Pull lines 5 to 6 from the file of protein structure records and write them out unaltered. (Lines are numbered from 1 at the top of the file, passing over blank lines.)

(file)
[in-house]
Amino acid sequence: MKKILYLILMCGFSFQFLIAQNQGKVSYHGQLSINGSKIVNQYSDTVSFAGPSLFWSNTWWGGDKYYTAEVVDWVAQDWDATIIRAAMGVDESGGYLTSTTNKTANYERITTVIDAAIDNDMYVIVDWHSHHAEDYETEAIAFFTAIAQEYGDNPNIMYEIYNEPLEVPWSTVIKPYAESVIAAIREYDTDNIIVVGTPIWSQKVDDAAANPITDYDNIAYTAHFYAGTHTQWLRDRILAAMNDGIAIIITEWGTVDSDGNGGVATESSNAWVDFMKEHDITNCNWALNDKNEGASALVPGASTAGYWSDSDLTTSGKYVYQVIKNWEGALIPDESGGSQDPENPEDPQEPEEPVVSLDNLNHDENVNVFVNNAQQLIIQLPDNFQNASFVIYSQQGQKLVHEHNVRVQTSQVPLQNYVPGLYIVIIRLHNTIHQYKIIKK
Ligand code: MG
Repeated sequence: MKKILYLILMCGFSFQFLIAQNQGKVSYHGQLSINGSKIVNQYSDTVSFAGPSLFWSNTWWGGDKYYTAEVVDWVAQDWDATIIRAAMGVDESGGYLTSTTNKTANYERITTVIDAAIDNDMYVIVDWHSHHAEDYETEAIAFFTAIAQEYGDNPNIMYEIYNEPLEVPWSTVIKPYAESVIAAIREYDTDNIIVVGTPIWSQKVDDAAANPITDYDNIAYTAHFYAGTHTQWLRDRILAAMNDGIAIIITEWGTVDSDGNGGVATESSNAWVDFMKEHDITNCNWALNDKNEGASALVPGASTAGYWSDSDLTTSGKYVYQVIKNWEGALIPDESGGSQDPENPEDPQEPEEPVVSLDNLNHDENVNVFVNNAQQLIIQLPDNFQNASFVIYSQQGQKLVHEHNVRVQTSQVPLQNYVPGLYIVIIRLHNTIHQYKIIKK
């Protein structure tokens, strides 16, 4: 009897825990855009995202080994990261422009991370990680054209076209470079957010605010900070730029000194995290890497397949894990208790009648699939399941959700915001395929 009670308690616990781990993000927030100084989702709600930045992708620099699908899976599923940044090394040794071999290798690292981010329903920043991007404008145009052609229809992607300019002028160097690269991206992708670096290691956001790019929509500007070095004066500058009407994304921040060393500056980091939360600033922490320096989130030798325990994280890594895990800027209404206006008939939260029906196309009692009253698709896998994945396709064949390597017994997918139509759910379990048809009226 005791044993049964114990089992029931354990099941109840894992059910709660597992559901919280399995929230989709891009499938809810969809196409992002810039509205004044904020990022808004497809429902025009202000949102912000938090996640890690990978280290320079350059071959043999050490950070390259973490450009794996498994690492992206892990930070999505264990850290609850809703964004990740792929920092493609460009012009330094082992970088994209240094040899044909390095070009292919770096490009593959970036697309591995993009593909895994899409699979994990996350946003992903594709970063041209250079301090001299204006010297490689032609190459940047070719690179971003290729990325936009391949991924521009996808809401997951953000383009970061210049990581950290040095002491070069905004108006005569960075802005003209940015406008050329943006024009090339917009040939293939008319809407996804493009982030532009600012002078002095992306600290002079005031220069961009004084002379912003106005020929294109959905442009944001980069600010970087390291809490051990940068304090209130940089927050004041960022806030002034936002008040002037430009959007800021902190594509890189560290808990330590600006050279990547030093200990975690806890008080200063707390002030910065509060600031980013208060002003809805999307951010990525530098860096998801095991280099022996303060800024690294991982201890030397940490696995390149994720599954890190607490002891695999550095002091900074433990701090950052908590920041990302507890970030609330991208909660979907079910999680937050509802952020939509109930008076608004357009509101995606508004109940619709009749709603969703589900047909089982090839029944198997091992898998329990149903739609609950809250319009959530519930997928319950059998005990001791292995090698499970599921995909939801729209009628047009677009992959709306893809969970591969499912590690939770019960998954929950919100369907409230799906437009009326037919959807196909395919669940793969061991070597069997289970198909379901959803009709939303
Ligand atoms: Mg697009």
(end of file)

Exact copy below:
């Protein structure tokens, strides 16, 4: 009897825990855009995202080994990261422009991370990680054209076209470079957010605010900070730029000194995290890497397949894990208790009648699939399941959700915001395929 009670308690616990781990993000927030100084989702709600930045992708620099699908899976599923940044090394040794071999290798690292981010329903920043991007404008145009052609229809992607300019002028160097690269991206992708670096290691956001790019929509500007070095004066500058009407994304921040060393500056980091939360600033922490320096989130030798325990994280890594895990800027209404206006008939939260029906196309009692009253698709896998994945396709064949390597017994997918139509759910379990048809009226 005791044993049964114990089992029931354990099941109840894992059910709660597992559901919280399995929230989709891009499938809810969809196409992002810039509205004044904020990022808004497809429902025009202000949102912000938090996640890690990978280290320079350059071959043999050490950070390259973490450009794996498994690492992206892990930070999505264990850290609850809703964004990740792929920092493609460009012009330094082992970088994209240094040899044909390095070009292919770096490009593959970036697309591995993009593909895994899409699979994990996350946003992903594709970063041209250079301090001299204006010297490689032609190459940047070719690179971003290729990325936009391949991924521009996808809401997951953000383009970061210049990581950290040095002491070069905004108006005569960075802005003209940015406008050329943006024009090339917009040939293939008319809407996804493009982030532009600012002078002095992306600290002079005031220069961009004084002379912003106005020929294109959905442009944001980069600010970087390291809490051990940068304090209130940089927050004041960022806030002034936002008040002037430009959007800021902190594509890189560290808990330590600006050279990547030093200990975690806890008080200063707390002030910065509060600031980013208060002003809805999307951010990525530098860096998801095991280099022996303060800024690294991982201890030397940490696995390149994720599954890190607490002891695999550095002091900074433990701090950052908590920041990302507890970030609330991208909660979907079910999680937050509802952020939509109930008076608004357009509101995606508004109940619709009749709603969703589900047909089982090839029944198997091992898998329990149903739609609950809250319009959530519930997928319950059998005990001791292995090698499970599921995909939801729209009628047009677009992959709306893809969970591969499912590690939770019960998954929950919100369907409230799906437009009326037919959807196909395919669940793969061991070597069997289970198909379901959803009709939303
Ligand atoms: Mg697009």